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Cassette size for Wahoo Core

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Cassette size for Wahoo Core

Old 12-11-20, 04:26 PM
  #1  
embankmentlb
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Cassette size for Wahoo Core

I am new to the Wahoo Core. About 3 rides in. Road with the RGT app on a mountain corse and it was brutal. Requiring all I had at times with a 39-27 easy gear.
Zwift seems to scale back the resistance by 50% so I never got out of the big ring while climbing.
I am still trying to understand all this.
What gearing do you use with your setup?
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Old 12-11-20, 08:28 PM
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Zwift doesn’t scale back resistance per say. This article does a good job explaining what “trainer realism” is on Zwift.

Zwift Insider article

Last edited by sarhog; 12-12-20 at 12:19 PM. Reason: Added the forgotten link
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Old 12-11-20, 08:42 PM
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Originally Posted by sarhog View Post
Zwift doesn’t scale back resistance per say. This article does a good job explaining what “trainer realism” is on Zwift.
sure it does. when set to 50% then all hills are only half as steep by default. so a 1% grade that is visible on the screen is in fact only a 0.5% in the trainer resistance. it is not "resistance" exactly, the trainer has a grade simulation parameter and that is what is being configured.

edit: you forgot to post your article.
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Old 12-11-20, 10:04 PM
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Personally, I do mostly structured workouts in ERG mode, so gearing is not important.

When riding around Zwift you can adjust the trainer difficulty between 0-100%. 50 is just the default.
If you like to shift a lot or just want the high resistance experience of climbing, set the difficulty to 100%. Then, if your cassette is not big enough for the climbs you want to do, just set the difficulty a little bit lower. So just treat difficulty as a way to virtually increase the cassette.
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Old 12-12-20, 12:22 PM
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Added link, thanks.
The point I’m trying make make (with little success) is, no matter what you set the “realism” slider to, a given segment requires the same watts to climb.
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Old 12-12-20, 01:10 PM
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Originally Posted by sarhog View Post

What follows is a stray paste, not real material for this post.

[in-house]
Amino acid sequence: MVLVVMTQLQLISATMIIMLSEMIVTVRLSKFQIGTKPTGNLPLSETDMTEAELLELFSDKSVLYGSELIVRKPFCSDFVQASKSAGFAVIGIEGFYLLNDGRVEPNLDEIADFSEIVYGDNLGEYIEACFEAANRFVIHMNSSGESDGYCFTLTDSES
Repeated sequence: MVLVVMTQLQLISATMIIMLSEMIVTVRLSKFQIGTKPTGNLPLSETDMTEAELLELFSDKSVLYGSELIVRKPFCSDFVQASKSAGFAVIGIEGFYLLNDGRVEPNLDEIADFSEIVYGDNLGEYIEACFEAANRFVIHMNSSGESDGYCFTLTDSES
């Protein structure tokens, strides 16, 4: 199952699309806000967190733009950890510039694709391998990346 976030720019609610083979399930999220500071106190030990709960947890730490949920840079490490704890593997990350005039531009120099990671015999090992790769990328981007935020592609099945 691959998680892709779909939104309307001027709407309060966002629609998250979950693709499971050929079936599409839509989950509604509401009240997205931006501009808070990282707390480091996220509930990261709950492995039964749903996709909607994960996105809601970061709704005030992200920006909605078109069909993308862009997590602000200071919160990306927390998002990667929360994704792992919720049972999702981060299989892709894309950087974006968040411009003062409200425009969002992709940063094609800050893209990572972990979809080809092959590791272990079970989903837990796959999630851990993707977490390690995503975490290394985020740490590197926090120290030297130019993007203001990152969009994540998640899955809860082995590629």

Added link, thanks.
The point I’m trying make make (with little success) is, no matter what you set the “realism” slider to, a given segment requires the same watts to climb.
That is right, although with slider set to 0%, you can spin through any terrain and your legs will not be able to tell the difference if it is flat or climbing or downhill.

A couple of interesting points:

Slider set to zero will enable you to go faster down hill, because otherwise on a steep descent you will not have enough resistance to put down high power at high speed.

Setting slider to lower is not exactly equivalent to switching to a lighter gear. Relative to actually having a lighter gear, by setting the slider lower the flywheel will spin faster and this makes it easier to turn the pedals even if cadence and power is the same.
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Old 12-12-20, 01:24 PM
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I have the same cassette on my trainer that I do on my actual bike for consistency.
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Old 12-12-20, 11:17 PM
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Originally Posted by PoorInRichfield View Post
I have the same cassette on my trainer that I do on my actual bike for consistency.
Everyone is entitled to his own level of OCD behavior
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Old 12-13-20, 08:23 AM
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Originally Posted by mr_pedro View Post
Everyone is entitled to his own level of OCD behavior
I resemble that remark! Since I end-up being indoors for nearly half the year due to Winter, I don't want my person getting used to one gear selection indoors only to have adjust and adapt when I go outside (or vice versa). This also helps ensure my bike shifts consistently on and off the trainer.
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Old 12-13-20, 02:20 PM
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Originally Posted by PoorInRichfield View Post
I resemble that remark! Since I end-up being indoors for nearly half the year due to Winter, I don't want my person getting used to one gear selection indoors only to have adjust and adapt when I go outside (or vice versa). This also helps ensure my bike shifts consistently on and off the trainer.